Mummies in the Monks' Corridor of the Catacombe dei Cappuccini.
The varied geography and climatology of Italy has led to many cases of spontaneous mummification. Italian mummies display the same diversity, with a conglomeration of natural and intentional mummification spread across many centuries and cultures.
The oldest natural mummy in Europe was discovered in 1991 in the Otztal Alps on the Austrian-Italian border. Nicknamed Otzi, the mummy is a 5,300 year-old male believed to be a member of the Tamins-Carasso-Isera cultural group of South Tyrol. Despite his age, a recent DNA study conducted by Walther Parson of Innsbruck Medical University revealed Otzi has 19 living genetic relatives.
The Capuchin Catacombs of Palermo were built in the 16th century by the monks of Palermo’s Capuchin monastery. Originally intended to hold the deliberately mummified remains of dead friars, internment in the catacombs became a status symbol for the local population in the following centuries. Burials continued until the 1920s, with one of the most famous final burials being that of Rosalia Lombardo. In all, the catacombs host nearly 8000 mummies.
The most recent discovery of mummies in Italy came in 2010, when sixty mummified human remains were found in the crypt of the Conversion of St Paul church in Roccapelago di Pievepelago, Italy. Built in the 15th Century as a cannon hold and later converted in the 16th Century, the crypt had been sealed once it had reached capacity, leaving the bodies to be protected and preserved. The crypt was reopened during restoration work on the church, revealing the diverse array of mummies inside. The bodies were quickly moved to a museum for further study.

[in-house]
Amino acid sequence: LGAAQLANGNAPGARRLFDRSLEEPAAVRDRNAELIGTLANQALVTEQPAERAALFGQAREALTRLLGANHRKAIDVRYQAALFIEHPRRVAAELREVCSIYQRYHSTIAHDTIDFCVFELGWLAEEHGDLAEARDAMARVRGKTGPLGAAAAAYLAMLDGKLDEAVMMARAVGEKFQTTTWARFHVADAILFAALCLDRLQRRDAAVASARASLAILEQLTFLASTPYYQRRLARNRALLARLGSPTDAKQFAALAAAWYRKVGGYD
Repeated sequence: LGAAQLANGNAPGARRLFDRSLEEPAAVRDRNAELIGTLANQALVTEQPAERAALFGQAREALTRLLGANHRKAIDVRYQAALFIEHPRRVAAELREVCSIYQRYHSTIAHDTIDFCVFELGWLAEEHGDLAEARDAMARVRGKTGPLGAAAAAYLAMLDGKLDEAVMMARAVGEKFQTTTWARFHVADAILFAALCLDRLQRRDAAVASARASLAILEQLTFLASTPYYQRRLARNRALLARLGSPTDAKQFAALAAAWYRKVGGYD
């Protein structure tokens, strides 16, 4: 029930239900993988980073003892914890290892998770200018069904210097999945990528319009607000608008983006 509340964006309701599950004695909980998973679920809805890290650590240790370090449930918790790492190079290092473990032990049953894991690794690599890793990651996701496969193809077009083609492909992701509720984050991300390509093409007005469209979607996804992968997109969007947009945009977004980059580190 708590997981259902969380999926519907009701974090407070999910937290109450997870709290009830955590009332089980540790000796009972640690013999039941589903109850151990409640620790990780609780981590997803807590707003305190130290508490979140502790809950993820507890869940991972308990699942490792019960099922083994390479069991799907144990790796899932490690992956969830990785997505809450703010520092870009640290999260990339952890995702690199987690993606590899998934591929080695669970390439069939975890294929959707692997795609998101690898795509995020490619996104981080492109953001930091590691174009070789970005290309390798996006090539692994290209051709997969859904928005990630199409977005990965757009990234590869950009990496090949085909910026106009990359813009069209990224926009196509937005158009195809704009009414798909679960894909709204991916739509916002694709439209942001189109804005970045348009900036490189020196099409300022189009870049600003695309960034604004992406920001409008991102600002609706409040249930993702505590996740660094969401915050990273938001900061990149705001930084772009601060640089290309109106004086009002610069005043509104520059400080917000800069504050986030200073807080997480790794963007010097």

Rosalia Lombardo was an Italian child born in 1918 in Palermo, Sicily. She died on December 6 1920. It is thought that she died from a bronchial infection. Rosalia's father was sorely grieved upon her death that he approached Dr. Alfredo Salafia, a noted embalmer, to preserve her. She was one of the last corpses to be admitted to the Capuchin catacombs of Palermo in Sicily.
Thanks to Dr. Salafia's embalming techniques, the body has been well-preserved and appeared so lifelike that until recently, locals believed she must be a doll. X-rays of the body show that the organs are remarkably intact. The child appears as if she were only sleeping, hence receiving the name "Sleeping Beauty" . Rosalia Lombardo's body is kept in a small chapel at the end of the catacomb's tour and is encased in a glass covered coffin, placed on a marble pedestal. Aside from a flat and somewhat unnatural skin tone, Rosalia's body is remarkably well preserved. Many say she appears to be sleeping, and this may have been the case for some time after her death; however, it is quite obvious today she is deceased due to the discoloration that has become more pronounced since her death.